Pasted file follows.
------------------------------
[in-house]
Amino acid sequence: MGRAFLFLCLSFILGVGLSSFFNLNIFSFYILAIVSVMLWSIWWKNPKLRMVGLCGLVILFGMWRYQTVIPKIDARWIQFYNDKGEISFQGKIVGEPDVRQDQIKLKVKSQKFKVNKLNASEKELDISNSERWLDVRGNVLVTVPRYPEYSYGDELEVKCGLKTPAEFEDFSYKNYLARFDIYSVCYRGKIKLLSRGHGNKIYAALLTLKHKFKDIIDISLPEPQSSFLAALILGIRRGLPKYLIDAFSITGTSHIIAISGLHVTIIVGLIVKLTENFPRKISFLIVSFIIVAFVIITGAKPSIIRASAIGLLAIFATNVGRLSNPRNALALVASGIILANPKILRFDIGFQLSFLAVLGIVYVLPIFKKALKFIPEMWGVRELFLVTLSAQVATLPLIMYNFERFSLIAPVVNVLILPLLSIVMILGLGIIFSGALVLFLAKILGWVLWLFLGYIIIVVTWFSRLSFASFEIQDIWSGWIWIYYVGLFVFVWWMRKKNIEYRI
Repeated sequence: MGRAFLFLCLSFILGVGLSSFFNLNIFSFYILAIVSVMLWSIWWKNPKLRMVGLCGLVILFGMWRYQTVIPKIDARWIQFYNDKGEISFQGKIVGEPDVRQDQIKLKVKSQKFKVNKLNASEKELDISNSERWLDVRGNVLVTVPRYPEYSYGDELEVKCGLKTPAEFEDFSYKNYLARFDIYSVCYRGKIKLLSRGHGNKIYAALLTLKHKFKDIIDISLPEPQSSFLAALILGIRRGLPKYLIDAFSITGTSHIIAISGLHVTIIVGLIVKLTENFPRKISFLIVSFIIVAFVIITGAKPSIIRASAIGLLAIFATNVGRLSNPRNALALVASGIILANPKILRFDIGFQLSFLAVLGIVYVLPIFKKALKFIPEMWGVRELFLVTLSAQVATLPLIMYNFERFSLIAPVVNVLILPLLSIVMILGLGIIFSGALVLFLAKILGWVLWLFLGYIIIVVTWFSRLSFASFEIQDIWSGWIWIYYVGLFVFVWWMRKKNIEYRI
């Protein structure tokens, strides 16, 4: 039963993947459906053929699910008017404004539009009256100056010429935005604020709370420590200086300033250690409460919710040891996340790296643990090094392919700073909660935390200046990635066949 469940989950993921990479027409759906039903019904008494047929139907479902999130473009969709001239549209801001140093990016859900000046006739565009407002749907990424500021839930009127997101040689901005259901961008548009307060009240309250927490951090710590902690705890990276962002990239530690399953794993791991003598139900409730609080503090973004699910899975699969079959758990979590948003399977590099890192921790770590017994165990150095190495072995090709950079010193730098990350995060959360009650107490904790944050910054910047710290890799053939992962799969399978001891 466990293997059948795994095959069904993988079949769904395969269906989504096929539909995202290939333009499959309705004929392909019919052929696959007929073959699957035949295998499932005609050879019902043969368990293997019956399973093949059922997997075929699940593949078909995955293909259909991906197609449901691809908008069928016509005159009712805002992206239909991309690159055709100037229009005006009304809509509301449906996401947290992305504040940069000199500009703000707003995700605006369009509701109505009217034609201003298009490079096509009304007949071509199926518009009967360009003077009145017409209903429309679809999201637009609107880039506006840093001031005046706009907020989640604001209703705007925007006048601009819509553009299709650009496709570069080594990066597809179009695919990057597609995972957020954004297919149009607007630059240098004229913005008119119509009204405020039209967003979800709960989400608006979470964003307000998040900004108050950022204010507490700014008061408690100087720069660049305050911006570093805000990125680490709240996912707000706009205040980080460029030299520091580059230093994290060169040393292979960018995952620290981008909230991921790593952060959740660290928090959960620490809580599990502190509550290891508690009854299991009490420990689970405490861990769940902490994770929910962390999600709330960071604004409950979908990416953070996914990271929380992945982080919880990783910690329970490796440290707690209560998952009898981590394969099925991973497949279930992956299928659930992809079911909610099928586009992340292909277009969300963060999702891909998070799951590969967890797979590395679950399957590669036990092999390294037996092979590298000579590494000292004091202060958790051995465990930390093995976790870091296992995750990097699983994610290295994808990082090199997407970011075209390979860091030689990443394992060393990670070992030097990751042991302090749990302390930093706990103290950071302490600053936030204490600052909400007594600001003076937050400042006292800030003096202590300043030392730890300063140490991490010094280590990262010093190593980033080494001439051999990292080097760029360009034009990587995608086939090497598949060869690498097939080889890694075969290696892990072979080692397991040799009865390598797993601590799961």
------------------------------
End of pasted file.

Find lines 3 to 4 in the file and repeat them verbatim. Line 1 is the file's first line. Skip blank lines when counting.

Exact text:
Repeated sequence: MGRAFLFLCLSFILGVGLSSFFNLNIFSFYILAIVSVMLWSIWWKNPKLRMVGLCGLVILFGMWRYQTVIPKIDARWIQFYNDKGEISFQGKIVGEPDVRQDQIKLKVKSQKFKVNKLNASEKELDISNSERWLDVRGNVLVTVPRYPEYSYGDELEVKCGLKTPAEFEDFSYKNYLARFDIYSVCYRGKIKLLSRGHGNKIYAALLTLKHKFKDIIDISLPEPQSSFLAALILGIRRGLPKYLIDAFSITGTSHIIAISGLHVTIIVGLIVKLTENFPRKISFLIVSFIIVAFVIITGAKPSIIRASAIGLLAIFATNVGRLSNPRNALALVASGIILANPKILRFDIGFQLSFLAVLGIVYVLPIFKKALKFIPEMWGVRELFLVTLSAQVATLPLIMYNFERFSLIAPVVNVLILPLLSIVMILGLGIIFSGALVLFLAKILGWVLWLFLGYIIIVVTWFSRLSFASFEIQDIWSGWIWIYYVGLFVFVWWMRKKNIEYRI
């Protein structure tokens, strides 16, 4: 039963993947459906053929699910008017404004539009009256100056010429935005604020709370420590200086300033250690409460919710040891996340790296643990090094392919700073909660935390200046990635066949 469940989950993921990479027409759906039903019904008494047929139907479902999130473009969709001239549209801001140093990016859900000046006739565009407002749907990424500021839930009127997101040689901005259901961008548009307060009240309250927490951090710590902690705890990276962002990239530690399953794993791991003598139900409730609080503090973004699910899975699969079959758990979590948003399977590099890192921790770590017994165990150095190495072995090709950079010193730098990350995060959360009650107490904790944050910054910047710290890799053939992962799969399978001891 466990293997059948795994095959069904993988079949769904395969269906989504096929539909995202290939333009499959309705004929392909019919052929696959007929073959699957035949295998499932005609050879019902043969368990293997019956399973093949059922997997075929699940593949078909995955293909259909991906197609449901691809908008069928016509005159009712805002992206239909991309690159055709100037229009005006009304809509509301449906996401947290992305504040940069000199500009703000707003995700605006369009509701109505009217034609201003298009490079096509009304007949071509199926518009009967360009003077009145017409209903429309679809999201637009609107880039506006840093001031005046706009907020989640604001209703705007925007006048601009819509553009299709650009496709570069080594990066597809179009695919990057597609995972957020954004297919149009607007630059240098004229913005008119119509009204405020039209967003979800709960989400608006979470964003307000998040900004108050950022204010507490700014008061408690100087720069660049305050911006570093805000990125680490709240996912707000706009205040980080460029030299520091580059230093994290060169040393292979960018995952620290981008909230991921790593952060959740660290928090959960620490809580599990502190509550290891508690009854299991009490420990689970405490861990769940902490994770929910962390999600709330960071604004409950979908990416953070996914990271929380992945982080919880990783910690329970490796440290707690209560998952009898981590394969099925991973497949279930992956299928659930992809079911909610099928586009992340292909277009969300963060999702891909998070799951590969967890797979590395679950399957590669036990092999390294037996092979590298000579590494000292004091202060958790051995465990930390093995976790870091296992995750990097699983994610290295994808990082090199997407970011075209390979860091030689990443394992060393990670070992030097990751042991302090749990302390930093706990103290950071302490600053936030204490600052909400007594600001003076937050400042006292800030003096202590300043030392730890300063140490991490010094280590990262010093190593980033080494001439051999990292080097760029360009034009990587995608086939090497598949060869690498097939080889890694075969290696892990072979080692397991040799009865390598797993601590799961």